The internationalisation of higher education has been described by specialists from the South as a neo-colonial, imperialist or – more mildly – Western concept. It is an undisputed fact that the policy and practice of internationalisation has been primarily driven and controlled from the Anglo Saxon world and continental Europe, with the South being at the receiving end.
This is obvious in the dominance of Western higher education systems, research, academic publishing, patents, mobility flows, transnational operations and partnerships. The dominant position of Western universities in rankings also clearly shows that they still control global higher education policy and practice.
Western domination challenged
At the same time, we see an increasing challenge to this dominance of the North.
The emergence of education hubs in the South, the shift to South-South mobility of students and scholars, the rise of Southern universities in the international rankings, and the quantitative and qualitative revolution taking place in higher education in the South, are challenging the traditional dominance of Western higher education and through that its internationalisation.
Recent publications and conference presentations illustrate this development. In a recent paper in the Trends and Insights series of NAFSA (Association of International Educators), Yenbo Wu, associate vice-president for international education at San Francisco State University and a member of the NAFSA board of directors, speaks of ‘Regional Globalism and International Higher Education in Asia’.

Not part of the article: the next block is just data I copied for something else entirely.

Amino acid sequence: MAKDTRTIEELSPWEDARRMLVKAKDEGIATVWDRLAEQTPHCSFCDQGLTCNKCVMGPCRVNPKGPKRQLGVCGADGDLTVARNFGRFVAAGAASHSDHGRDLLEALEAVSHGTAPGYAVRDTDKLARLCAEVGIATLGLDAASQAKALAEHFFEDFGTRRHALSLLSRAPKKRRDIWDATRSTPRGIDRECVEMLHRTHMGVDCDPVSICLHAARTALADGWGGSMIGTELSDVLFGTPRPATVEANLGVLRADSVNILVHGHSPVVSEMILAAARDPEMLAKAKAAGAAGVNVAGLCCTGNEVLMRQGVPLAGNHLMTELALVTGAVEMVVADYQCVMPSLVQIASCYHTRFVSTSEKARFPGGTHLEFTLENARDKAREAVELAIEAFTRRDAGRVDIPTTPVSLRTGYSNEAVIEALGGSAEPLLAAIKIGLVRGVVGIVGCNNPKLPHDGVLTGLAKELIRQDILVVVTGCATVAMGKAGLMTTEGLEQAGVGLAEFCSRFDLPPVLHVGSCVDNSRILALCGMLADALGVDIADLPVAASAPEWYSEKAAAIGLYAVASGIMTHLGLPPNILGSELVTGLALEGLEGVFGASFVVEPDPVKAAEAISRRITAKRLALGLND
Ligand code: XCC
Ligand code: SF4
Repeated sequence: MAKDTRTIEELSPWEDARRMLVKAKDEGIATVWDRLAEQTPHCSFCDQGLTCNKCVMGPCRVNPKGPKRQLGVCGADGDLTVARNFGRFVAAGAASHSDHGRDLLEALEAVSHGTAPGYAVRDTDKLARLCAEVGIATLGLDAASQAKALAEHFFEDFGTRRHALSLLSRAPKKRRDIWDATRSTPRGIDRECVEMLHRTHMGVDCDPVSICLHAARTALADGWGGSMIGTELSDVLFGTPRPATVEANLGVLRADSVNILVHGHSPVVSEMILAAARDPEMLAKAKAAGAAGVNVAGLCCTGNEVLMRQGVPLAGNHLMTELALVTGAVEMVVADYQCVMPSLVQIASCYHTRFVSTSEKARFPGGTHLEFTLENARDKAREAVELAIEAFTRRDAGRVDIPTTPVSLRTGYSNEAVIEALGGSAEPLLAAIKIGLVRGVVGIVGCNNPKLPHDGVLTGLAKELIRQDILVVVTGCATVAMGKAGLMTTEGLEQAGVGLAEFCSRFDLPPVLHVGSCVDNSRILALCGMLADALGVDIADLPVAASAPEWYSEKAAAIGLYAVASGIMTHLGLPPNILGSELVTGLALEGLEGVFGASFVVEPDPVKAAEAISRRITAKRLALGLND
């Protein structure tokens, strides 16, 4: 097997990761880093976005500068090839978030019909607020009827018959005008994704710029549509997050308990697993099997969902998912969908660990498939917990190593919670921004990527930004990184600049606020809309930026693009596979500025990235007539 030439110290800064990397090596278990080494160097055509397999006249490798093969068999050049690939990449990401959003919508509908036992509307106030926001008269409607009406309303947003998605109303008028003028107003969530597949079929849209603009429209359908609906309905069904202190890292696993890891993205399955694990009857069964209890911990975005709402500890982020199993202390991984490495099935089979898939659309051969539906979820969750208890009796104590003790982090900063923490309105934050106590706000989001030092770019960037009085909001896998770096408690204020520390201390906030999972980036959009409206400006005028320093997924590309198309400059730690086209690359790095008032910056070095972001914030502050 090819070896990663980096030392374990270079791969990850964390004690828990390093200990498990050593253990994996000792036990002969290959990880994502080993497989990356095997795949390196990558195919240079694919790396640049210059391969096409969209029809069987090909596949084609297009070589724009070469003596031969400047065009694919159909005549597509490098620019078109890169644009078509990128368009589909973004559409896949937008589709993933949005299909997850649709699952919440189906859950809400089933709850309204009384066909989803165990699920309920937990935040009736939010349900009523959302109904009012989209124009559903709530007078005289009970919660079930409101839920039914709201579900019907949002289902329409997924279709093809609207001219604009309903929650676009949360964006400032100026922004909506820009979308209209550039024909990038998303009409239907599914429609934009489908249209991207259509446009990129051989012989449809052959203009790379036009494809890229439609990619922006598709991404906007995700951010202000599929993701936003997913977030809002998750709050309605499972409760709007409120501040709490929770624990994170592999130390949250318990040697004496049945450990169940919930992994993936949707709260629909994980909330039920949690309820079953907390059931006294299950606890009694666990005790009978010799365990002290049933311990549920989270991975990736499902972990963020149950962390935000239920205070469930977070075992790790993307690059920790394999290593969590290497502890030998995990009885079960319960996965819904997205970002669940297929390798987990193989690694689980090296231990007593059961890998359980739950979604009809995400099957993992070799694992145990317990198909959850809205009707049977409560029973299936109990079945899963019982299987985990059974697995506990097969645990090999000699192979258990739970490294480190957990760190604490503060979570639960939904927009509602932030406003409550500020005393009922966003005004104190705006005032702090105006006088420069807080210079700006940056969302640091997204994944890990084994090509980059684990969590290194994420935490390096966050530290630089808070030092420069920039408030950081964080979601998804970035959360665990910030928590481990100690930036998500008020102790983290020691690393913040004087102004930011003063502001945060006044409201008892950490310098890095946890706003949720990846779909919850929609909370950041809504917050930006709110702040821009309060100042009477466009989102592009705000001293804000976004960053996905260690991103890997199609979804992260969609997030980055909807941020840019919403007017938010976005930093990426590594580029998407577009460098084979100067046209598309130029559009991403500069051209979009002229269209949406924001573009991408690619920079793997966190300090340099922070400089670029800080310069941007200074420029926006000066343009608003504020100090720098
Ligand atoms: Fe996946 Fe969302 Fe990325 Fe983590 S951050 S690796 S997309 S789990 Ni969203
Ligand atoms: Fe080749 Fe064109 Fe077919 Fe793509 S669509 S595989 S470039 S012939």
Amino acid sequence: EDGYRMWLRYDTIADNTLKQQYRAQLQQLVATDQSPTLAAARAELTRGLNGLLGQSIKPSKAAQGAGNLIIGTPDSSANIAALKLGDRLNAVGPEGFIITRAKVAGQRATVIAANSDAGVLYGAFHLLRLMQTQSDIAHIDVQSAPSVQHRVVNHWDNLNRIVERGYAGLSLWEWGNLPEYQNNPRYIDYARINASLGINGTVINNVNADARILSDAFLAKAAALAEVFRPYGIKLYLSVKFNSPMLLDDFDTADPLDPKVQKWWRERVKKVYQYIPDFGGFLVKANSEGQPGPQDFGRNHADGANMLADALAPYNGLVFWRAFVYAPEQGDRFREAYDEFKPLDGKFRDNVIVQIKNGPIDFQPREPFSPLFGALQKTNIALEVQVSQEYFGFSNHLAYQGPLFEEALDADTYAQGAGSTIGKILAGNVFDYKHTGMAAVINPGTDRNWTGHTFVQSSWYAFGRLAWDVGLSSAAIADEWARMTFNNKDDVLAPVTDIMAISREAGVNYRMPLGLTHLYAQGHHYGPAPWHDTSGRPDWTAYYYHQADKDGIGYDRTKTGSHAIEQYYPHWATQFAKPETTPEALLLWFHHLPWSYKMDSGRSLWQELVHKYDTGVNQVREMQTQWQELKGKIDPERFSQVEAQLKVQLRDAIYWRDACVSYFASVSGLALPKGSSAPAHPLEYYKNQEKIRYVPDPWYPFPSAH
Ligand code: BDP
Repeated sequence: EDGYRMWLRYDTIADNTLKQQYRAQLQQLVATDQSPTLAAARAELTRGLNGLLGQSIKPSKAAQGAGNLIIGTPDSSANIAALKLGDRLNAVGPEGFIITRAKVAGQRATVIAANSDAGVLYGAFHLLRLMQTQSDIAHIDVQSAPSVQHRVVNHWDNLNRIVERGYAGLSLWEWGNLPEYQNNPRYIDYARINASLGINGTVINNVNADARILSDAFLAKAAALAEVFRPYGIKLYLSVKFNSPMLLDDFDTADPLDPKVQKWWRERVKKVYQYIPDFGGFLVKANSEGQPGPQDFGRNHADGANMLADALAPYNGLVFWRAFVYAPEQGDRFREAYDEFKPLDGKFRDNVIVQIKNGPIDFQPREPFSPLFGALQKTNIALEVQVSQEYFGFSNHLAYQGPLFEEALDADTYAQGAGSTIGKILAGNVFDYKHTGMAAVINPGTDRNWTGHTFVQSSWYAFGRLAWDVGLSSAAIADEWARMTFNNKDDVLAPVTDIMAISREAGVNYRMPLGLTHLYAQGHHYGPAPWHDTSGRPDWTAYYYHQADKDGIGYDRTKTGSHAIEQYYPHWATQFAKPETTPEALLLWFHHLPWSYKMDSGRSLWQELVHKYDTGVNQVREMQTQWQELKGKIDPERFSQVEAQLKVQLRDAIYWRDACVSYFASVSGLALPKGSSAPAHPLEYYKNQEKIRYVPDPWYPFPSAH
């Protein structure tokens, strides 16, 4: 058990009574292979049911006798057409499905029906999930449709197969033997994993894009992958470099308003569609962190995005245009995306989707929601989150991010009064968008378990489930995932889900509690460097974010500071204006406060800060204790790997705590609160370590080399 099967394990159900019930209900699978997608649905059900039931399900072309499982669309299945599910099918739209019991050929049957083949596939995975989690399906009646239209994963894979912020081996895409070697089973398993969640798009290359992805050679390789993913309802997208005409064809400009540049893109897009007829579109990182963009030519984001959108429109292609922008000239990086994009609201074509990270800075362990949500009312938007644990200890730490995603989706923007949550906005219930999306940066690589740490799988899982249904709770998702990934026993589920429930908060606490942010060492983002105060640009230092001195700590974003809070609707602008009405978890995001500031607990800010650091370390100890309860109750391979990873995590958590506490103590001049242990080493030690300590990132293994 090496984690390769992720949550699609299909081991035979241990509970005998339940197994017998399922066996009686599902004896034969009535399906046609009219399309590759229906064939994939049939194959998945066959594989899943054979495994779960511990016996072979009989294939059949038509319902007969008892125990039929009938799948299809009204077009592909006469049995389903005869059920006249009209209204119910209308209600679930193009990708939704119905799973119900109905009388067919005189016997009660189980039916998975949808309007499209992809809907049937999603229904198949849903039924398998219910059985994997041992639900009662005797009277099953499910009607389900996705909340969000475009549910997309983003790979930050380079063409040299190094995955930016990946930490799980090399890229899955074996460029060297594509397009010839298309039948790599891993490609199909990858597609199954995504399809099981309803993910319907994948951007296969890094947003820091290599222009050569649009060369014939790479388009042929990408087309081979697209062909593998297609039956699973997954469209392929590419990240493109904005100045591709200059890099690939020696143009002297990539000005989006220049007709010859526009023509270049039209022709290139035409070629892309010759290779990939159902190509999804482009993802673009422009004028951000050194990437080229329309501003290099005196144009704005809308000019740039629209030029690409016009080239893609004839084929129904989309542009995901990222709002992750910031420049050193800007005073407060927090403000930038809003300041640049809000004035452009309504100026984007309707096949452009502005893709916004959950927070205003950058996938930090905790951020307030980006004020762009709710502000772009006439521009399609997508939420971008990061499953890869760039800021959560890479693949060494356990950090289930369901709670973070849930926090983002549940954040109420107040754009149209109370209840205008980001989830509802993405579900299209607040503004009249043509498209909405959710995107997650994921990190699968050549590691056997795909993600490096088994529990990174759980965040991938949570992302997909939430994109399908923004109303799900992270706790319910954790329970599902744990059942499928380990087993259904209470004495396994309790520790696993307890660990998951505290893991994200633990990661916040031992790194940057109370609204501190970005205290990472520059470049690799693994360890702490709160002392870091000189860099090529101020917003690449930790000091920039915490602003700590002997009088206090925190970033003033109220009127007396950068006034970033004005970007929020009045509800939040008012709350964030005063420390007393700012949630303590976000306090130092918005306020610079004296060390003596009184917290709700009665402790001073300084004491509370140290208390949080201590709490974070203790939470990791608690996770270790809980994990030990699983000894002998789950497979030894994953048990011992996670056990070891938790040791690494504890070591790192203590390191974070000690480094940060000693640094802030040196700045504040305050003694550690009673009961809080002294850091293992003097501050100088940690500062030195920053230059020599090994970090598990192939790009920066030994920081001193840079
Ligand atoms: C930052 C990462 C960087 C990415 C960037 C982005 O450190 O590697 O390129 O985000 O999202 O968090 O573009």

At the annual conference of International Education Association of South Africa held in Cape Town from 29-31 August, changes in higher education and the role of Africa were discussed.
Key issues were addressed, such as: is Africa with its 55 countries a region with clear common characteristics in its higher education systems? Is North Africa not, for instance, more closely linked to the Middle East? What about Francophone East Africa, which has been rather absent from the discourse on African higher education?
What about the specific role of South Africa – does it have more of a Western system or an African one, or does its higher education lie somewhere in between? What about the growing role of private and religious higher education in Africa? And what about the increased presence of China in the region and the sector?
There were more questions than answers, but the debate is still open and will have serious implications for African higher education and its internationalisation.
In his presentation to the IEASA conference, James Jowi of the African Network for Internationalisation of Education (ANIE) acknowledged the risks that the dominant presence of external forces in African higher education creates, such as brain drain, commercialisation and manipulation. But he also sees lots of opportunities for developing African policies and strategies.
Others were more pessimistic. According to them, African higher education and its internationalisation are still primarily driven by external forces, even though those forces are shifting towards Asia, in particular China, and the Middle East.